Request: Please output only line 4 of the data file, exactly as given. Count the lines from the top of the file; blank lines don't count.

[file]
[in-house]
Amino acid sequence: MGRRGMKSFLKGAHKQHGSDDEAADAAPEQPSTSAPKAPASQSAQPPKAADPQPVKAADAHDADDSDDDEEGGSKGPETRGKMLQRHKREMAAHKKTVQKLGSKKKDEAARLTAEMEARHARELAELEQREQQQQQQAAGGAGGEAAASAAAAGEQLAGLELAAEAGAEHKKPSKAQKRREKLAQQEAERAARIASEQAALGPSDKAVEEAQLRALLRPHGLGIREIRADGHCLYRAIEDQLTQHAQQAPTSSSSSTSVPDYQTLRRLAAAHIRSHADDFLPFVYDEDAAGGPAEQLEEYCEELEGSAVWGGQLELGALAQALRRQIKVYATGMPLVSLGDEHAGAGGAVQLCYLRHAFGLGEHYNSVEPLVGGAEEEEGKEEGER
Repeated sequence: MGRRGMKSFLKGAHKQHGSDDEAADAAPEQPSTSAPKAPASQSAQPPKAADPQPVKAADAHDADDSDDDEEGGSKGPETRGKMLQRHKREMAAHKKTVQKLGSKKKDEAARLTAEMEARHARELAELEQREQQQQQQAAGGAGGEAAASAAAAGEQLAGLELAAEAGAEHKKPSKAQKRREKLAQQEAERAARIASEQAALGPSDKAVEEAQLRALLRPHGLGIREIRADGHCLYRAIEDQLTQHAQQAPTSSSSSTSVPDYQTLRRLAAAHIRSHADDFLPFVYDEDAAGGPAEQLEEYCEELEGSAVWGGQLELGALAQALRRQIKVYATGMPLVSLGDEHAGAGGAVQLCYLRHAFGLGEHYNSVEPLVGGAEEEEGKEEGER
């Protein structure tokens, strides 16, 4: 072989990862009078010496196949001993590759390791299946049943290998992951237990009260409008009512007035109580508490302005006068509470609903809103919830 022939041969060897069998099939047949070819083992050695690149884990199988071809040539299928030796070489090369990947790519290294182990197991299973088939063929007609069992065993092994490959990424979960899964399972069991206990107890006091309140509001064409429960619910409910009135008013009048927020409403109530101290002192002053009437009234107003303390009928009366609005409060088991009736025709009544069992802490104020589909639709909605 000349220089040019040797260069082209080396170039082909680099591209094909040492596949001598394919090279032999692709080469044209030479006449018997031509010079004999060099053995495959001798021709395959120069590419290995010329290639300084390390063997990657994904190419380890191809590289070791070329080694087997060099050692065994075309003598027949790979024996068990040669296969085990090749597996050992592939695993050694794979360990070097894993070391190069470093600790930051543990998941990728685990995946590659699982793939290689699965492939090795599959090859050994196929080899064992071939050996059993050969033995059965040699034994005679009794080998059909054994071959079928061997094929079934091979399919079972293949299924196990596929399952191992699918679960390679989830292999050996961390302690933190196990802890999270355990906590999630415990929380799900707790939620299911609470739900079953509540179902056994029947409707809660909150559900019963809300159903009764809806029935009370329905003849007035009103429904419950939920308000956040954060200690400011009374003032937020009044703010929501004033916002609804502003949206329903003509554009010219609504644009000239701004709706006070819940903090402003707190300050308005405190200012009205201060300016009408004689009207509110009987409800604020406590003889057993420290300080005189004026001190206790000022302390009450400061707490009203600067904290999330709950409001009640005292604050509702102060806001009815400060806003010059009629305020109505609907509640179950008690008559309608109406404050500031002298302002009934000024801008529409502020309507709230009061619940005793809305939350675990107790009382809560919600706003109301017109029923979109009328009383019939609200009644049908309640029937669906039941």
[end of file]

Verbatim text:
């Protein structure tokens, strides 16, 4: 072989990862009078010496196949001993590759390791299946049943290998992951237990009260409008009512007035109580508490302005006068509470609903809103919830 022939041969060897069998099939047949070819083992050695690149884990199988071809040539299928030796070489090369990947790519290294182990197991299973088939063929007609069992065993092994490959990424979960899964399972069991206990107890006091309140509001064409429960619910409910009135008013009048927020409403109530101290002192002053009437009234107003303390009928009366609005409060088991009736025709009544069992802490104020589909639709909605 000349220089040019040797260069082209080396170039082909680099591209094909040492596949001598394919090279032999692709080469044209030479006449018997031509010079004999060099053995495959001798021709395959120069590419290995010329290639300084390390063997990657994904190419380890191809590289070791070329080694087997060099050692065994075309003598027949790979024996068990040669296969085990090749597996050992592939695993050694794979360990070097894993070391190069470093600790930051543990998941990728685990995946590659699982793939290689699965492939090795599959090859050994196929080899064992071939050996059993050969033995059965040699034994005679009794080998059909054994071959079928061997094929079934091979399919079972293949299924196990596929399952191992699918679960390679989830292999050996961390302690933190196990802890999270355990906590999630415990929380799900707790939620299911609470739900079953509540179902056994029947409707809660909150559900019963809300159903009764809806029935009370329905003849007035009103429904419950939920308000956040954060200690400011009374003032937020009044703010929501004033916002609804502003949206329903003509554009010219609504644009000239701004709706006070819940903090402003707190300050308005405190200012009205201060300016009408004689009207509110009987409800604020406590003889057993420290300080005189004026001190206790000022302390009450400061707490009203600067904290999330709950409001009640005292604050509702102060806001009815400060806003010059009629305020109505609907509640179950008690008559309608109406404050500031002298302002009934000024801008529409502020309507709230009061619940005793809305939350675990107790009382809560919600706003109301017109029923979109009328009383019939609200009644049908309640029937669906039941």